― ringtone lizard (some dude), Wednesday, 12 August 2009 14:10 (6 years ago) Permalink
(should note here the "editorial we" was a diktat imposed from above. there's actually little i hate more than the editorial we. (about six months before i left cp i just gave up and started shoving first person in anywhere it made a piece flow better.))
― strongohulkingtonsghost, Wednesday, 12 August 2009 14:12 (6 years ago) Permalink
yeah -- not blaming/crediting you with the policy at all, dog, just saying i think you enforced it more
― ringtone lizard (some dude), Wednesday, 12 August 2009 14:14 (6 years ago) Permalink
(that's not to say i wanted people running wild with first-person, either, but it makes anyone sound less goofy than referring to him/herself like the king/queen of a small, bankrupt nation.)
― strongohulkingtonsghost, Wednesday, 12 August 2009 14:14 (6 years ago) Permalink
is "music tumblr" something different from regular tumblr? i've never actually tumbld. i've always hated how tumblr looked.
― scott seward, Saturday, 31 May 2014 17:21 (1 year ago) Permalink
if i read someone lamenting the death of music pinterest in 10 years i will know that i have lived too long.
― scott seward, Saturday, 31 May 2014 17:22 (1 year ago) Permalink
This music tumblr---well, this tumblr of pics and links to music---is good-to-great: http://doomandgloomfromthetomb.tumblr.com/
― dow, Saturday, 31 May 2014 22:49 (1 year ago) Permalink
courtesy ilxor's own tylerw.
― dow, Saturday, 31 May 2014 22:50 (1 year ago) Permalink
this is a big deal
― markers, Sunday, 1 June 2014 00:06 (1 year ago) Permalink
okay, i guess it makes sense. like music blog. i guess i'd never heard it used like that. like, in the title of something like that. so people who tumbl probably don't like it when you call their thing a blog, right?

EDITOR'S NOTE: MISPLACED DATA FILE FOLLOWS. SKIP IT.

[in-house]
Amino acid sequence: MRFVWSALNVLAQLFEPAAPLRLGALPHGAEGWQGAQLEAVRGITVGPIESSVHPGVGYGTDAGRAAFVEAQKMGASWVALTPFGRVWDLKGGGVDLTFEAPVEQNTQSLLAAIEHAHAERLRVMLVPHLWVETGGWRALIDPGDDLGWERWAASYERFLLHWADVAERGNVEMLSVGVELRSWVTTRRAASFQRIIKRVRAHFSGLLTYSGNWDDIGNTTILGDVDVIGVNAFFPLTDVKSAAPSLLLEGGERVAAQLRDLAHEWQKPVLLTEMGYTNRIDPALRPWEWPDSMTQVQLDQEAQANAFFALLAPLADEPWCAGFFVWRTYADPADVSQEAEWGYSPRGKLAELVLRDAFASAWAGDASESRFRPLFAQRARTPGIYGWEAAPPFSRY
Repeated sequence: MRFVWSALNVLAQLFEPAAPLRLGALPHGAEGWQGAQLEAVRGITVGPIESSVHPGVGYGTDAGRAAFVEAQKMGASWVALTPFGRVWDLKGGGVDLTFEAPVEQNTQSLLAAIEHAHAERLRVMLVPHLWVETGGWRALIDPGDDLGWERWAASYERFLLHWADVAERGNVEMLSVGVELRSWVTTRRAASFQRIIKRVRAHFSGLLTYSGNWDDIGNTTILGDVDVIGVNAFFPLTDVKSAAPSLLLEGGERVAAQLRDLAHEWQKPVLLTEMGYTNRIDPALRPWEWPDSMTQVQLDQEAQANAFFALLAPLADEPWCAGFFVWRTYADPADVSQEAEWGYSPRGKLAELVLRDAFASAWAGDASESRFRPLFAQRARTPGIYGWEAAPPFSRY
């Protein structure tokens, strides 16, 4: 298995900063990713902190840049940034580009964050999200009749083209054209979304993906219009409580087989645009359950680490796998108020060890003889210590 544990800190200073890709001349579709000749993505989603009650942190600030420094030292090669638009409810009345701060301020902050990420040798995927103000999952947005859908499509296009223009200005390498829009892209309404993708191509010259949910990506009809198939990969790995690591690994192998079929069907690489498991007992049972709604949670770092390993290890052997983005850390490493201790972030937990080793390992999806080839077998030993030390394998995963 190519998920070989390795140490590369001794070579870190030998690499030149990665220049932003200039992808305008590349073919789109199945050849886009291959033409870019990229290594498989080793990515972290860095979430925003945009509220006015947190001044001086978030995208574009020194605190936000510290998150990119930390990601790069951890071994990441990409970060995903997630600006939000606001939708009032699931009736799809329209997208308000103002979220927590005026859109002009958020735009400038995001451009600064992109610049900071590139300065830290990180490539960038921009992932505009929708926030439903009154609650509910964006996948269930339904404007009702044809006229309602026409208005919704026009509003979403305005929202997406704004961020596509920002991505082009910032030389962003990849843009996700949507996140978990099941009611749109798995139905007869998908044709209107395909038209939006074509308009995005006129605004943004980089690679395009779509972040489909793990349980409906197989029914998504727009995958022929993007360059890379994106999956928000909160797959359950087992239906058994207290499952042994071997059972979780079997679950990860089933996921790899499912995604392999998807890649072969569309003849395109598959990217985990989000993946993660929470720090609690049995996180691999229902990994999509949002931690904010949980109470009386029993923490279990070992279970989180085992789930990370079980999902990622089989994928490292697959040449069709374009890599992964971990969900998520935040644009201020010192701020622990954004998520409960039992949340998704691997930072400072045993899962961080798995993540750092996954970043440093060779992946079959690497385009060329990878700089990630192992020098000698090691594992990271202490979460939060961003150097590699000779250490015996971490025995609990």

― scott seward, Sunday, 1 June 2014 02:15 (1 year ago) Permalink
I don't know about that, but tumblr occupied (occupies?) some area in between blogs and message boards.
― sctttnnnt (pgwp), Sunday, 1 June 2014 05:05 (1 year ago) Permalink
though that was just where the livejournal crew ended up
number of times the phrase "safe space" comes up there is telling i might suggest
― r|t|c, Sunday, 1 June 2014 08:47 (1 year ago) Permalink
"I’m not sure critics are necessary for musical evaluation purposes as much as they used to be. Which is why, when you see music criticism on Tumblr now, you’ll mostly find discussions about feminism or queer representation or other social and cultural concerns. It’s becoming less about the music and more about the discursive implications of performance and image and art. Which is interesting in some conversations, but also obvious. Like, I get talking about Beyoncé’s feminism or Macklemore’s queer activism, but why isn’t anyone mulling over the discursive elements of a One Republic song? We need to get less obvious, I think.” — nervousacid
― r|t|c, Sunday, 1 June 2014 08:52 (1 year ago) Permalink
norm is the best dude in that whole cascade of whatever, otm
doomandgloom a stellar music tumblr also otm
― emo canon in twee major (BradNelson), Sunday, 1 June 2014 14:06 (1 year ago) Permalink
"number of times the phrase "safe space" comes up there is telling i might suggest"